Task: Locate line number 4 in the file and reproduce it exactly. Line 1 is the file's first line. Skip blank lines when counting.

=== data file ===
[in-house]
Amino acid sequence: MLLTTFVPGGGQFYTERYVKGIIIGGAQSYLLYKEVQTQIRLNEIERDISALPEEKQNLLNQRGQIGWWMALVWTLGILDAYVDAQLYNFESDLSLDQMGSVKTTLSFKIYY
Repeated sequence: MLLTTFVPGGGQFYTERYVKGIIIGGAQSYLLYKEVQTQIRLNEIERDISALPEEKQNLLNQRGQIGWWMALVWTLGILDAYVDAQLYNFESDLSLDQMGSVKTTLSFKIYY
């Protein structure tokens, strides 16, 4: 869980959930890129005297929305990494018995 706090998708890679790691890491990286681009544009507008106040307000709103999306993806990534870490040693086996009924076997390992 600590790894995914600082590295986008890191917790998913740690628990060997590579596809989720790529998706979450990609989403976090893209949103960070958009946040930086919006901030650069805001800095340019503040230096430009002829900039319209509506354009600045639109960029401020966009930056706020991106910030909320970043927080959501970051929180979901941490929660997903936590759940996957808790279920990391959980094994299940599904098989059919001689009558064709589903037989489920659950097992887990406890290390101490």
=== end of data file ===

């Protein structure tokens, strides 16, 4: 869980959930890129005297929305990494018995 706090998708890679790691890491990286681009544009507008106040307000709103999306993806990534870490040693086996009924076997390992 600590790894995914600082590295986008890191917790998913740690628990060997590579596809989720790529998706979450990609989403976090893209949103960070958009946040930086919006901030650069805001800095340019503040230096430009002829900039319209509506354009600045639109960029401020966009930056706020991106910030909320970043927080959501970051929180979901941490929660997903936590759940996957808790279920990391959980094994299940599904098989059919001689009558064709589903037989489920659950097992887990406890290390101490």